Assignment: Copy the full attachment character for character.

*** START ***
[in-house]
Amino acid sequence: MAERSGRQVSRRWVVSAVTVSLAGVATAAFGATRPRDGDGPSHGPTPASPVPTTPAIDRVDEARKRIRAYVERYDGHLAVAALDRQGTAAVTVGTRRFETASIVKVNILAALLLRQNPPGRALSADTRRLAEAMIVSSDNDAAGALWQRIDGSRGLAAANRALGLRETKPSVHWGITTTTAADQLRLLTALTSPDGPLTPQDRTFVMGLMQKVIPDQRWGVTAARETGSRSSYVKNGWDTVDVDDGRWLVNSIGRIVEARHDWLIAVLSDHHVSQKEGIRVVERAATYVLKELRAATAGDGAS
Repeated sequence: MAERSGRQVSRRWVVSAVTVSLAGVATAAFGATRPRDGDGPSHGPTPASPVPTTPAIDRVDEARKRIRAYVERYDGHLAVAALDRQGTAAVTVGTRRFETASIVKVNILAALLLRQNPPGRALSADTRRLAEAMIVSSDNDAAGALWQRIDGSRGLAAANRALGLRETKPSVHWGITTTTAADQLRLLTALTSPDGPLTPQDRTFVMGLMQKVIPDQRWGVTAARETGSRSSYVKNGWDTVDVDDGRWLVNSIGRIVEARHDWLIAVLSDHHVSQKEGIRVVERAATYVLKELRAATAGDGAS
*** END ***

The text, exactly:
[in-house]
Amino acid sequence: MAERSGRQVSRRWVVSAVTVSLAGVATAAFGATRPRDGDGPSHGPTPASPVPTTPAIDRVDEARKRIRAYVERYDGHLAVAALDRQGTAAVTVGTRRFETASIVKVNILAALLLRQNPPGRALSADTRRLAEAMIVSSDNDAAGALWQRIDGSRGLAAANRALGLRETKPSVHWGITTTTAADQLRLLTALTSPDGPLTPQDRTFVMGLMQKVIPDQRWGVTAARETGSRSSYVKNGWDTVDVDDGRWLVNSIGRIVEARHDWLIAVLSDHHVSQKEGIRVVERAATYVLKELRAATAGDGAS
Repeated sequence: MAERSGRQVSRRWVVSAVTVSLAGVATAAFGATRPRDGDGPSHGPTPASPVPTTPAIDRVDEARKRIRAYVERYDGHLAVAALDRQGTAAVTVGTRRFETASIVKVNILAALLLRQNPPGRALSADTRRLAEAMIVSSDNDAAGALWQRIDGSRGLAAANRALGLRETKPSVHWGITTTTAADQLRLLTALTSPDGPLTPQDRTFVMGLMQKVIPDQRWGVTAARETGSRSSYVKNGWDTVDVDDGRWLVNSIGRIVEARHDWLIAVLSDHHVSQKEGIRVVERAATYVLKELRAATAGDGAS